The story is an interesting and inspiring one. One of my only problems with the book is that it is written like a report or a newspaper article. This is to be expected, as the writer, Wallace St. John worked (works?) for the New York Times (and wrote three articles about the team while doing research for the book). He goes into depth about the histories of the places where the boys come from and really gets to the heart of their stories, but the reporter style made it a little difficult to get engrossed in the book.

The other thing I disliked was that the author was very analytical. He didn’t seem to trust that the reader could draw the lesson or connection from a story he wrote. This is the same problem that the author of a sports memoir we are agenting has. You do not need to say the following things happened and from that I learned this,” let the story do the explaining. It’s clear that a church that integrated the refugees is an example of some people accepting the refugees, so you do not need to say “and this was an example of the refugees being accepted.”

To read more about the boys’ stories you can check out their site:

Read the book here: Outcasts United: An American Town, a Refugee Team, and One Woman’s Quest to Make a Difference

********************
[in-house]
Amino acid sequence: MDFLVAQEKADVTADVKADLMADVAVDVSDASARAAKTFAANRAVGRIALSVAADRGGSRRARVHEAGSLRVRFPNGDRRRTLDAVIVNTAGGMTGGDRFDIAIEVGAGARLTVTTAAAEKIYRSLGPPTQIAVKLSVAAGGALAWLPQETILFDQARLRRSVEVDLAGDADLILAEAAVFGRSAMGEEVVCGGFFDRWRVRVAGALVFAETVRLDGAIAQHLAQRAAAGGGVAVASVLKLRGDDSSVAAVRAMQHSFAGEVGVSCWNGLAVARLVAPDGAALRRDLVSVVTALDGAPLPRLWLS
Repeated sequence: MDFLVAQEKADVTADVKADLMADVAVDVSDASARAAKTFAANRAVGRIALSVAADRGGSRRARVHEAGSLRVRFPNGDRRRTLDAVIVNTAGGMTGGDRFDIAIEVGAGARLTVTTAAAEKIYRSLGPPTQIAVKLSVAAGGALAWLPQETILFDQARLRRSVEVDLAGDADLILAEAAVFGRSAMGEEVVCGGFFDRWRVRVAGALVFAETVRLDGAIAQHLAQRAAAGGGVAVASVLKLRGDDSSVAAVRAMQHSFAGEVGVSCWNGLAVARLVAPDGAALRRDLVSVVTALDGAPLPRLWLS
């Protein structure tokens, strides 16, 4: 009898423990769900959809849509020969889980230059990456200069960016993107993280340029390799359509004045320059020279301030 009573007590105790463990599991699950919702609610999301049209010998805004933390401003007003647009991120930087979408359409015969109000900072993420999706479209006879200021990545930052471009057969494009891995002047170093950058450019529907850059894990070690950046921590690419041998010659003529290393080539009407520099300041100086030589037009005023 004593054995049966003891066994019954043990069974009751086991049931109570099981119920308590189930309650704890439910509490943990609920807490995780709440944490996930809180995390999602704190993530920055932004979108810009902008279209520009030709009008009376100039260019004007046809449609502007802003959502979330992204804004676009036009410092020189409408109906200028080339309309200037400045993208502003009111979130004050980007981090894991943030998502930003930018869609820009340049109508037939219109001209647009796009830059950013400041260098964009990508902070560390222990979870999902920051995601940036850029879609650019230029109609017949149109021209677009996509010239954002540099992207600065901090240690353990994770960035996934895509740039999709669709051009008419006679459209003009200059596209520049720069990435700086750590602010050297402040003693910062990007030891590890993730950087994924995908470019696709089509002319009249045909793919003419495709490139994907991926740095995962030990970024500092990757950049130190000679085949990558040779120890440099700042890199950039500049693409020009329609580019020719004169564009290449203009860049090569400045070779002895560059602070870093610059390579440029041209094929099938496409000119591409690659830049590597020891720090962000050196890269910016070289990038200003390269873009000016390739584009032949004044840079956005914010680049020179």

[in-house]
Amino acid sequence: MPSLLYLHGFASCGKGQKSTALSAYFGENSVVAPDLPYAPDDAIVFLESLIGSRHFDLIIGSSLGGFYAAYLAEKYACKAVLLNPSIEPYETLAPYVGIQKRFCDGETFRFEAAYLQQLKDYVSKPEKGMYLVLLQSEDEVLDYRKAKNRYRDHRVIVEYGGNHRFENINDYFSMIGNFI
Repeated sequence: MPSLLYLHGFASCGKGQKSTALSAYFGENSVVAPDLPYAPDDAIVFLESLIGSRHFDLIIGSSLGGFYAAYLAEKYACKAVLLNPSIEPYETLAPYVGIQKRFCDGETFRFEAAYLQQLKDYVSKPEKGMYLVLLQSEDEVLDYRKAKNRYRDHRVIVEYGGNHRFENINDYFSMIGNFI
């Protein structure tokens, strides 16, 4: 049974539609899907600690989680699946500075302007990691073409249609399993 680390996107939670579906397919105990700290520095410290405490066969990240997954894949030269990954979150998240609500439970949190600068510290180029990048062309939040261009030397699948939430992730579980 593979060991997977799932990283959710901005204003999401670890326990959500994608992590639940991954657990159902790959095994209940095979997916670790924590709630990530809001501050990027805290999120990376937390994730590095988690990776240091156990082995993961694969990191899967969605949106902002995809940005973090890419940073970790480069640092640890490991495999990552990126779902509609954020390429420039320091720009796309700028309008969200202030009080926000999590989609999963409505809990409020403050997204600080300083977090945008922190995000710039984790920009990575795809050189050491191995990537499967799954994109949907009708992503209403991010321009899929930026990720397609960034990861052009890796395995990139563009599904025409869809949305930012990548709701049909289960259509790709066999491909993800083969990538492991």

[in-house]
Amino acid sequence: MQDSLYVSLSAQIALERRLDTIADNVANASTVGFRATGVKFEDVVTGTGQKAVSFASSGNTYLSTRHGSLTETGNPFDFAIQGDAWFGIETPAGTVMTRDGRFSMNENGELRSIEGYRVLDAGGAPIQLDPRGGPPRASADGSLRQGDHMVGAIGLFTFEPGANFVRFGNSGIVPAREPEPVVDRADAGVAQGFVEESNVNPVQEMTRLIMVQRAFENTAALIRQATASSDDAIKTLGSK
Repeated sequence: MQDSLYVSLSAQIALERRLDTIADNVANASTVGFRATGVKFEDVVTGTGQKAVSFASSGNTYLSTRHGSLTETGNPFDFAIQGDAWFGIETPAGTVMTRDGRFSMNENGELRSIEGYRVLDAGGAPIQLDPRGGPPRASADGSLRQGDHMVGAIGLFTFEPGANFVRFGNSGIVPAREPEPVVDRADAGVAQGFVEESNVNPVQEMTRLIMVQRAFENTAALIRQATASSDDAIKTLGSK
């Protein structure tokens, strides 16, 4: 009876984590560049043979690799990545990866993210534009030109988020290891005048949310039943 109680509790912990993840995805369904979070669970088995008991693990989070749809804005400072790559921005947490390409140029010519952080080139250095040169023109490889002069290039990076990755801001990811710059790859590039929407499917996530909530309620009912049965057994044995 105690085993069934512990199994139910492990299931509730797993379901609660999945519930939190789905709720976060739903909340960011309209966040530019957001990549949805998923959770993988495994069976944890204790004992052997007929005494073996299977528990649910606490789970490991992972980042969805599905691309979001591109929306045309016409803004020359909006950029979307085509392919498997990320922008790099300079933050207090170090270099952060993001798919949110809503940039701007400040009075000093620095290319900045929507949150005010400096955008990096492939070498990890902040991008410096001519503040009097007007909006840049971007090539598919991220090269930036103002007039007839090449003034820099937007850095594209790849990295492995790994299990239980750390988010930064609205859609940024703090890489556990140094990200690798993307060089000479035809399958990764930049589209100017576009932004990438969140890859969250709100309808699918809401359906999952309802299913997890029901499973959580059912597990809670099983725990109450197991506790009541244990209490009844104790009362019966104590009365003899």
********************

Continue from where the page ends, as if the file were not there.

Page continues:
Peter and the Starcatchers by Dave Barry and Ridley Pearson

Ever wonder how Peter Pan and the Lost Boys got to Neverland? How Tinker Bell came to be? How the pirates and the Indians got to the island? Or the origins of pixie dust? Or how George and Molly met? Well, all these questions and more get “answered” in the Peter and the Starcatchers series.

Long before Wendy, John, and Michael, there was Molly Aster, daughter of Leonard Aster, a prominent English man who belongs to a group called the Starcatchers. The group’s purpose is to collect stardust, a magical substance, when it lands on earth before the Others get it. Peter was one of a group of orphan boys being taken overseas to be used as slaves. Events bring Molly and Peter together to fight the Others and protect those closest to them.

Knowing Dave Barry from his humor column, this was a novel I did not expect. While it still has moments of humor, that is certainly not the base of the book. Barry and Pearson have created an entire, thought out world with new and exciting characters while keeping the things we love about the myth.

In the most recent installment of the series, Peter Pan and the Sword of Mercy, back by popular demand, we skip ahead, closer to the time we all know and love from the original story. Molly is all grown up and married to George, Wendy is eleven and has never heard of Neverland or Peter Pan. Until the Others return with a plot that extends all the way to the king of England.

I love this series, both for the nostalgia and retelling elements and for the well written story itself. If you want a fun, exciting story with well thought out characters and great interaction, this is a great book to pick up.

Read the series: Peter and the Starcatchers: The Starcatchers Series Books 1-3: Paperback Box Set (20the Starcatchers Series Books) and Peter and the Sword of Mercy (Starcatchers)